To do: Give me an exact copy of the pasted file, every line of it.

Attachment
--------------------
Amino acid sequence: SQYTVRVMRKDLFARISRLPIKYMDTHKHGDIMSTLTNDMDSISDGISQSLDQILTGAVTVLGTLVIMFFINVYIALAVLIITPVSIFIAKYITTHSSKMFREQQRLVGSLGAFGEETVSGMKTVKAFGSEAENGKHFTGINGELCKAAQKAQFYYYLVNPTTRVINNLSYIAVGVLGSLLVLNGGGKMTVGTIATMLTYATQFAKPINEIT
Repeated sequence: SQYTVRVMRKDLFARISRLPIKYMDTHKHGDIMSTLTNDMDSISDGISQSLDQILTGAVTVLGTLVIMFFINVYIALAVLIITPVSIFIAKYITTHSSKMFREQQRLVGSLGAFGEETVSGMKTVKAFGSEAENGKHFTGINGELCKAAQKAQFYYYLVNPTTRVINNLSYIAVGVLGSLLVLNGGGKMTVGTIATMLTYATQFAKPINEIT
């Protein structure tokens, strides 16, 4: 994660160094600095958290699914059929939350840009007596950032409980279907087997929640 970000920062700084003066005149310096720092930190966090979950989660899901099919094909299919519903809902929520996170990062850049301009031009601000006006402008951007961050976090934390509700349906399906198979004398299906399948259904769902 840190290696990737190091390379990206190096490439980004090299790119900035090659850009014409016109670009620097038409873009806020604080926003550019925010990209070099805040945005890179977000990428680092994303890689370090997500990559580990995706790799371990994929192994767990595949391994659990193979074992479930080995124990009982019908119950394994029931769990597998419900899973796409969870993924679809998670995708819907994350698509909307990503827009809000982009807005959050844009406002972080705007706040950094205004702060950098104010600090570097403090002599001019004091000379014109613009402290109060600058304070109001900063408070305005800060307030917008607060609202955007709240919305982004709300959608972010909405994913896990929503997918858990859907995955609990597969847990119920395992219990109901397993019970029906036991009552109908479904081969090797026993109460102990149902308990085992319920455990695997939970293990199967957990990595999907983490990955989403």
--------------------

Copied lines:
Amino acid sequence: SQYTVRVMRKDLFARISRLPIKYMDTHKHGDIMSTLTNDMDSISDGISQSLDQILTGAVTVLGTLVIMFFINVYIALAVLIITPVSIFIAKYITTHSSKMFREQQRLVGSLGAFGEETVSGMKTVKAFGSEAENGKHFTGINGELCKAAQKAQFYYYLVNPTTRVINNLSYIAVGVLGSLLVLNGGGKMTVGTIATMLTYATQFAKPINEIT
Repeated sequence: SQYTVRVMRKDLFARISRLPIKYMDTHKHGDIMSTLTNDMDSISDGISQSLDQILTGAVTVLGTLVIMFFINVYIALAVLIITPVSIFIAKYITTHSSKMFREQQRLVGSLGAFGEETVSGMKTVKAFGSEAENGKHFTGINGELCKAAQKAQFYYYLVNPTTRVINNLSYIAVGVLGSLLVLNGGGKMTVGTIATMLTYATQFAKPINEIT
């Protein structure tokens, strides 16, 4: 994660160094600095958290699914059929939350840009007596950032409980279907087997929640 970000920062700084003066005149310096720092930190966090979950989660899901099919094909299919519903809902929520996170990062850049301009031009601000006006402008951007961050976090934390509700349906399906198979004398299906399948259904769902 840190290696990737190091390379990206190096490439980004090299790119900035090659850009014409016109670009620097038409873009806020604080926003550019925010990209070099805040945005890179977000990428680092994303890689370090997500990559580990995706790799371990994929192994767990595949391994659990193979074992479930080995124990009982019908119950394994029931769990597998419900899973796409969870993924679809998670995708819907994350698509909307990503827009809000982009807005959050844009406002972080705007706040950094205004702060950098104010600090570097403090002599001019004091000379014109613009402290109060600058304070109001900063408070305005800060307030917008607060609202955007709240919305982004709300959608972010909405994913896990929503997918858990859907995955609990597969847990119920395992219990109901397993019970029906036991009552109908479904081969090797026993109460102990149902308990085992319920455990695997939970293990199967957990990595999907983490990955989403």